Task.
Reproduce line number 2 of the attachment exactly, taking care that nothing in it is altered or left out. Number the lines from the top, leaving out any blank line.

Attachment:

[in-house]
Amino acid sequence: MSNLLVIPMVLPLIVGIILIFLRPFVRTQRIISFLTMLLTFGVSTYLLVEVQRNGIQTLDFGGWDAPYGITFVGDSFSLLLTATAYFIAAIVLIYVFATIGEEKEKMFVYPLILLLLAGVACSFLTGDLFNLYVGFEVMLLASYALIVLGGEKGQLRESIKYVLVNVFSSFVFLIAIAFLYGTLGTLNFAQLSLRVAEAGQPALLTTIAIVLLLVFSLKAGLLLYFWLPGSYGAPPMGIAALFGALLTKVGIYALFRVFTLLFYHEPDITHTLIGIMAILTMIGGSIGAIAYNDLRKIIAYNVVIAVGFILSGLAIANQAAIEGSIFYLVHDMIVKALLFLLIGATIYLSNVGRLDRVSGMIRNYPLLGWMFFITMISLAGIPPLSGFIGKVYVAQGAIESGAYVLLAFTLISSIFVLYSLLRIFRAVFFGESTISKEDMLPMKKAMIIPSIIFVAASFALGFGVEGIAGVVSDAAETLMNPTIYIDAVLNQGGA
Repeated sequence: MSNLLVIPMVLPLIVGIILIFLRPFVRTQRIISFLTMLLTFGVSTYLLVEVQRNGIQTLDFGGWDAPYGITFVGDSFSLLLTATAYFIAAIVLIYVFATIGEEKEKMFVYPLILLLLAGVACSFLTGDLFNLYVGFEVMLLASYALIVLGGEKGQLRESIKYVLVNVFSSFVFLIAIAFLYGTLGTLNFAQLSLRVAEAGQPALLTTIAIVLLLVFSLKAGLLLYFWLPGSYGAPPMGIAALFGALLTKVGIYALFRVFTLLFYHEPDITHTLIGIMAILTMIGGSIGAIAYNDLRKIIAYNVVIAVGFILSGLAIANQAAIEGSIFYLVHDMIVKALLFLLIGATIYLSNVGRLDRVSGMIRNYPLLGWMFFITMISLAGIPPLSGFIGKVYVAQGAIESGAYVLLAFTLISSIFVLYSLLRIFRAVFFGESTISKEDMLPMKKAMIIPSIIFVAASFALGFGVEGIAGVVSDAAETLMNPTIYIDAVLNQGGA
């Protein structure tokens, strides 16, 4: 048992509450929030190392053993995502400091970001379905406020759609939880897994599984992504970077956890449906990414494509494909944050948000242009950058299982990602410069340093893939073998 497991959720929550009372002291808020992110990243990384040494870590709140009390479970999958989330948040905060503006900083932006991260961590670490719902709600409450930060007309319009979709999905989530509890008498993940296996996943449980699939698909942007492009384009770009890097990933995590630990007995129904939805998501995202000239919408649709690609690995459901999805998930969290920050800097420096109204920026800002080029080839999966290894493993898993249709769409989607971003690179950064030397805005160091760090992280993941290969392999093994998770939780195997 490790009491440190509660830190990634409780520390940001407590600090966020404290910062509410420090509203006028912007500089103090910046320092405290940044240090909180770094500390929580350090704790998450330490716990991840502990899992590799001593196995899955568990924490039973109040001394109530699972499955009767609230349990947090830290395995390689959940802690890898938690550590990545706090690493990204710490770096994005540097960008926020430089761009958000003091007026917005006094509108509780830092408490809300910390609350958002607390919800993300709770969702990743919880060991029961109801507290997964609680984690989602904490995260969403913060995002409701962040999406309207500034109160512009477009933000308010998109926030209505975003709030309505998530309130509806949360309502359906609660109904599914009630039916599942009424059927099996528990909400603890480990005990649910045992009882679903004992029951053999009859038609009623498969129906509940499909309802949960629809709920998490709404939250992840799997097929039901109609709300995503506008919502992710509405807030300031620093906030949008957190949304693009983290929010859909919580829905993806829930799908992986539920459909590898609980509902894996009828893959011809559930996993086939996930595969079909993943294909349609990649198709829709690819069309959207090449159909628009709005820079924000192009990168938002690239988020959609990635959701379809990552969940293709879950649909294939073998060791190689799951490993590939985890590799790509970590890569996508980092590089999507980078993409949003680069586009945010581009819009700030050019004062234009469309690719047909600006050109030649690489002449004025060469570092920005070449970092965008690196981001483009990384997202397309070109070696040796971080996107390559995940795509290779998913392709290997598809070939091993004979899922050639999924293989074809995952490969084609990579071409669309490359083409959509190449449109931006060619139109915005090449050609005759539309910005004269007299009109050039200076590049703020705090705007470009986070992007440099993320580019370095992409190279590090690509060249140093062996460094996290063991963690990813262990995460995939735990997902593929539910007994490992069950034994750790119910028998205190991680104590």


Amino acid sequence: MSNLLVIPMVLPLIVGIILIFLRPFVRTQRIISFLTMLLTFGVSTYLLVEVQRNGIQTLDFGGWDAPYGITFVGDSFSLLLTATAYFIAAIVLIYVFATIGEEKEKMFVYPLILLLLAGVACSFLTGDLFNLYVGFEVMLLASYALIVLGGEKGQLRESIKYVLVNVFSSFVFLIAIAFLYGTLGTLNFAQLSLRVAEAGQPALLTTIAIVLLLVFSLKAGLLLYFWLPGSYGAPPMGIAALFGALLTKVGIYALFRVFTLLFYHEPDITHTLIGIMAILTMIGGSIGAIAYNDLRKIIAYNVVIAVGFILSGLAIANQAAIEGSIFYLVHDMIVKALLFLLIGATIYLSNVGRLDRVSGMIRNYPLLGWMFFITMISLAGIPPLSGFIGKVYVAQGAIESGAYVLLAFTLISSIFVLYSLLRIFRAVFFGESTISKEDMLPMKKAMIIPSIIFVAASFALGFGVEGIAGVVSDAAETLMNPTIYIDAVLNQGGA